- Breaking Point (two episodes, 1963)
- The Great Adventure (one episode, 1964)
- Ben Casey (two episodes, 1963–1964)
- The Greatest Show on Earth (one episode, 1964)
- Burke's Law (three episodes, 1963–1965)
- The Loner (one episode, 1965)
- The Virginian (two episodes, 1964–1966)
- Run for Your Life (one episode, 1966)
- The Big Valley (one episode, 1966)
- The Iron Horse (one episode, 1966)
- Code Name: Heraclitus (1967)
- Bob Hope Presents the Chrysler Theatre (three episodes, 1965–1967)
- The Fugitive (two episodes, 1965–1967)
- Mannix (one episode, 1968)
- Here Come the Brides (one episode, 1968)
- Then Came Bronson (one episode, 1969)
- My Friend Tony (one episode, 1969)
- The Name of the Game (one episode, 1970)
- The Most Deadly Game (one episode, 1970)
- The Interns (one episode, 1971)
- Vanished (1971)
- The Smith Family (one episode, 1971)
- Alias Smith and Jones (one episode, 1972)
- Rolling Man (1972)
- Cannon (one episode, 1972)
- Jigsaw (one episode, 1972)
- Trouble Comes to Town (1973)
- McMillan & Wife (one episode, 1973)
- Snatched (1973)
- Kung Fu (one episode, 1973)
- Owen Marshall: Counselor at Law (one episode, 1973)
- Hawkins (one episode, 1973)
- The Streets of San Francisco (one episode, 1973)
- Maneater (1973)
- Key West (1973)
- Hec Ramsey (one episode, 1974)
- Winter Kill (1974)
- Kojak (two episodes, 1974)
- Hawaii Five-O (one episode, 1974)
- Barnaby Jones (one episode, 1974)
- Wide World Mystery (one episode, 1974)
- The Whirlwind (1974)
- Movin' On (two episodes, 1974)
- The Mary Tyler Moore Show (two episodes, 1974–1975)
- A Shadow in the Streets (1975)
- Breakout (1975)
- Medical Center (three episodes, 1971–1975)
- Big Eddie (1975)
- Marcus Welby, M.D. (one episode, 1976)
- Most Wanted (1976)
- Family (one episode, 1976)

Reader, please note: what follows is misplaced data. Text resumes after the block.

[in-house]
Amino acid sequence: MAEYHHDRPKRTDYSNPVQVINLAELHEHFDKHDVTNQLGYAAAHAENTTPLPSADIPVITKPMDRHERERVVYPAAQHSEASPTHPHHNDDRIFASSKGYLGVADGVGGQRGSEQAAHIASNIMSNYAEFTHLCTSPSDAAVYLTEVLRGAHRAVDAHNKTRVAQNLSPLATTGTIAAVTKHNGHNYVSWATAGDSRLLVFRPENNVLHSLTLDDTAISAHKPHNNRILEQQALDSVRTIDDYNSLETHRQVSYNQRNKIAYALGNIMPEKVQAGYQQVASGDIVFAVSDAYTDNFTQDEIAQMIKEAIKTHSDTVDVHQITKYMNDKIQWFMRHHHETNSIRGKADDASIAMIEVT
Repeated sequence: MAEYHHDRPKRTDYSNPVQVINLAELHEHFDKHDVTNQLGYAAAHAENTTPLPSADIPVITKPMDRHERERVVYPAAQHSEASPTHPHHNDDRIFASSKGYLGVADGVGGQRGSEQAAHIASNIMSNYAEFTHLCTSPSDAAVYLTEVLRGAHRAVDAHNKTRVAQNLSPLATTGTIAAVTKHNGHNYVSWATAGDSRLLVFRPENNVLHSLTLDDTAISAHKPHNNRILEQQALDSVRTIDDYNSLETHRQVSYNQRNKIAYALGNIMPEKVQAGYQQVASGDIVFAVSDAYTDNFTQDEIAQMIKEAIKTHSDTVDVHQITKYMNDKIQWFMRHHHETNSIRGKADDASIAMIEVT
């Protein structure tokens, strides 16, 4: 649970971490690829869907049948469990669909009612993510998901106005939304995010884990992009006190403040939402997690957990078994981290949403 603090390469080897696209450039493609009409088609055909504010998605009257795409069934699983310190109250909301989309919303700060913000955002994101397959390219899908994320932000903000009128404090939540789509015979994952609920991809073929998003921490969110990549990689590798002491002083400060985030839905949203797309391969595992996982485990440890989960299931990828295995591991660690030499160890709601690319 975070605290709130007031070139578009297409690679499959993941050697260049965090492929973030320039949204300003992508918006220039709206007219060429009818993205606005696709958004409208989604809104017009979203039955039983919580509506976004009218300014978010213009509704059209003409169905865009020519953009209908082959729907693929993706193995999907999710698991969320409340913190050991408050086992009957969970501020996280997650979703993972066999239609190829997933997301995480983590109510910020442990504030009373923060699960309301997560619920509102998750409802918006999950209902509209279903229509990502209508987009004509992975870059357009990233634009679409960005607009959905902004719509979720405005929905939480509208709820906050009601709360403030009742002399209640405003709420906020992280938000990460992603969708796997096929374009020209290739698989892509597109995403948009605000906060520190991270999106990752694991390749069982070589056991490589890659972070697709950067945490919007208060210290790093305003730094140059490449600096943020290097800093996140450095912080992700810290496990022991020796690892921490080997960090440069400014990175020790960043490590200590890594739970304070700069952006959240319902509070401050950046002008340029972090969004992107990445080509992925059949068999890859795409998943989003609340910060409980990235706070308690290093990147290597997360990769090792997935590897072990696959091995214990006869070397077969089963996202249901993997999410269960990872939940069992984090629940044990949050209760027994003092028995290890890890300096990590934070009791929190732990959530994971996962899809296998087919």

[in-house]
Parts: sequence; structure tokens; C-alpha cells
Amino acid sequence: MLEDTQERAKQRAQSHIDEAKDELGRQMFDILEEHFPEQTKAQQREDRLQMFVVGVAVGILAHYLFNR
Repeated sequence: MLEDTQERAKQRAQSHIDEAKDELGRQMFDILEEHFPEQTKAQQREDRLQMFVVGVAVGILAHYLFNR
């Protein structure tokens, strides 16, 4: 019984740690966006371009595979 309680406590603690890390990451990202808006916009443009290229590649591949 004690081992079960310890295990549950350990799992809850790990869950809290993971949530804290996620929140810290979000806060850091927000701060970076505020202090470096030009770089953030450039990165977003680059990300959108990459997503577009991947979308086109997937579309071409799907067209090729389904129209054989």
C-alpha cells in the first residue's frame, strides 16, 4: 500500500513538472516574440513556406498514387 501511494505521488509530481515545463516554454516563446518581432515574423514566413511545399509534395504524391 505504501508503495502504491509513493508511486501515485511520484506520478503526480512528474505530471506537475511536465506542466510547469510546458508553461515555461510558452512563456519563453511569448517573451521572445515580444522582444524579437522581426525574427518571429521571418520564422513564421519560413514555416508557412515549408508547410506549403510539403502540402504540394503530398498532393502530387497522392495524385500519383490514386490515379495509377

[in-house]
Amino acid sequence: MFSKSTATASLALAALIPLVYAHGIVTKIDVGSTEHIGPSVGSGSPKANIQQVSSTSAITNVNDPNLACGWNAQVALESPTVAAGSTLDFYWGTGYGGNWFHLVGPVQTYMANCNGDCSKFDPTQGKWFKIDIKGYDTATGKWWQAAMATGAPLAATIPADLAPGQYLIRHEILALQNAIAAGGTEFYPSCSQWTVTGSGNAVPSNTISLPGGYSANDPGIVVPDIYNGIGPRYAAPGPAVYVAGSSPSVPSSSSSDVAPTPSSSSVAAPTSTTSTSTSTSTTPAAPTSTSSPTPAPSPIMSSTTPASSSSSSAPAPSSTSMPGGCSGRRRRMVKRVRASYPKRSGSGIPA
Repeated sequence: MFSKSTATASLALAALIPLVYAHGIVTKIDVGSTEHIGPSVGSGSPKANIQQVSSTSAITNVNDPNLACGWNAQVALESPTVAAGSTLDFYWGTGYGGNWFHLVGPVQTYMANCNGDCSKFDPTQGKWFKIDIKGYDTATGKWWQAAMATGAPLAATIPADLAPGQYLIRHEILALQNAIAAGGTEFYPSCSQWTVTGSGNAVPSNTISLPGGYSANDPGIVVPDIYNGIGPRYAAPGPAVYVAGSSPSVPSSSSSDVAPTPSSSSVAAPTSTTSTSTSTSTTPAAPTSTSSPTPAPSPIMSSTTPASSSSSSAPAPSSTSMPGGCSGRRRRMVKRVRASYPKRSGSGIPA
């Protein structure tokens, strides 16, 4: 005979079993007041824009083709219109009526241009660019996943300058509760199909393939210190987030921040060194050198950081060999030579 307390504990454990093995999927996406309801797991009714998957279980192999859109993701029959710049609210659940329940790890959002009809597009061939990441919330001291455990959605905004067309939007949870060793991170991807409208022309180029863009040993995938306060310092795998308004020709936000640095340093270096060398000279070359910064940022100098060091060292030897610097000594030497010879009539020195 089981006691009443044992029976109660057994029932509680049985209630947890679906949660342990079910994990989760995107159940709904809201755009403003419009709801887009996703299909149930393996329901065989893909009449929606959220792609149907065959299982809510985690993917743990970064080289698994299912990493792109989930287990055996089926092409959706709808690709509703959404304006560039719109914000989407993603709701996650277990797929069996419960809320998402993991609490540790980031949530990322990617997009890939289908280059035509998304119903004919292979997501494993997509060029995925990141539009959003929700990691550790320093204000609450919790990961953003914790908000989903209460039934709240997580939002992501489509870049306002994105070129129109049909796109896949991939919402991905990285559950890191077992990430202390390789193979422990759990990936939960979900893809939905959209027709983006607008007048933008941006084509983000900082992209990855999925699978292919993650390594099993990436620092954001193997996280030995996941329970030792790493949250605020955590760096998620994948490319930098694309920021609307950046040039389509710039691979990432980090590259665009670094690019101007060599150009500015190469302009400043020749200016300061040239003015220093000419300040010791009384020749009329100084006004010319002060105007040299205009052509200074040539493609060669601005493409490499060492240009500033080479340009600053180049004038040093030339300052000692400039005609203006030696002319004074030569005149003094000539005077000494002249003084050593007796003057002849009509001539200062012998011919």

- Baretta (one episode, 1977)
- Fantasy Island (one episode, 1977)
- Future Cop (one episode, 1977)
- Westside Medical (two episodes, 1977)
- Hallmark Hall of Fame (one episode, 1977)
- The Night They Took Miss Beautiful (1977)
- A Real American Hero (1978)
- Amateur Night at the Dixie Bar and Grill (1979)
- Women in White (1979)
- Portrait of a Stripper aka The Secret Life of Susie Hanson (1979)
- Archie Bunker's Place (two episodes, 1979)
- A Christmas for Boomer (1979)
- Marilyn: The Untold Story (1980)
- I'm a Big Girl Now (1980)
- Legs (1983)
- Bay City Blues (four episodes, 1983)
- Magnum, P.I. (one episode, 1984)
- Scorned and Swindled (1984)
- Trapper John, M.D. (one episode, 1985)
- ABC Afterschool Special (one episode, 1986)
- Matlock (two episodes, 1986)
- Murder, She Wrote (one episode, 1987)
- Jake Spanner, Private Eye (1989)
- Freddy's Nightmares (one episode, 1989)
- Hunter (one episode, 1989)
- The Golden Girls (two episodes, 1985–1989)
- Dead on the Money (1991)
- Seinfeld (two episodes, 1995–1998)
Awards and honors
- Won: For performance in Hazel Flagg (1953)
- Nominated: Outstanding Lead Actress for a Single Appearance in a Drama or Comedy Series, Marcus Welby, M.D. episode "How Do You Know What Hurts Me?" (1976)
- Nominated: Outstanding Lead Actress in a Comedy Series, Archie Bunker's Place (1980)
- Sheree North Obituary
- Theatre World 2005–2006
- "Sheree North". FilmBug.Com. Retrieved August 12, 2011.
- Hayward, Anthony (2005-11-22). "Obituary: Sheree North". Independent, The (London). Retrieved 2011-01-08.
- "Anything Goes! on DVD". Television Academy Foundation's Archive of American Television.
- Brown, Gene (1995). Movie Time: A Chronology of Hollywood and the Movie Industry from Its Beginnings to the Present (paperbackISBN 0-02-860429-6.). New York: MacMillan. p. 222.
- Sheree North at Variety.com
- Oliver, Myrna (2005-11-05). "Sheree North; blond bombshell recast career with character roles". The Boston Globe.
- Sheree North at Filmreference.com
- Sheree North at the Internet Movie Database
- Sheree North at the Internet Broadway Database
- Sheree North at the Internet Off-Broadway Database
- Sheree North Tiger dance at YouTube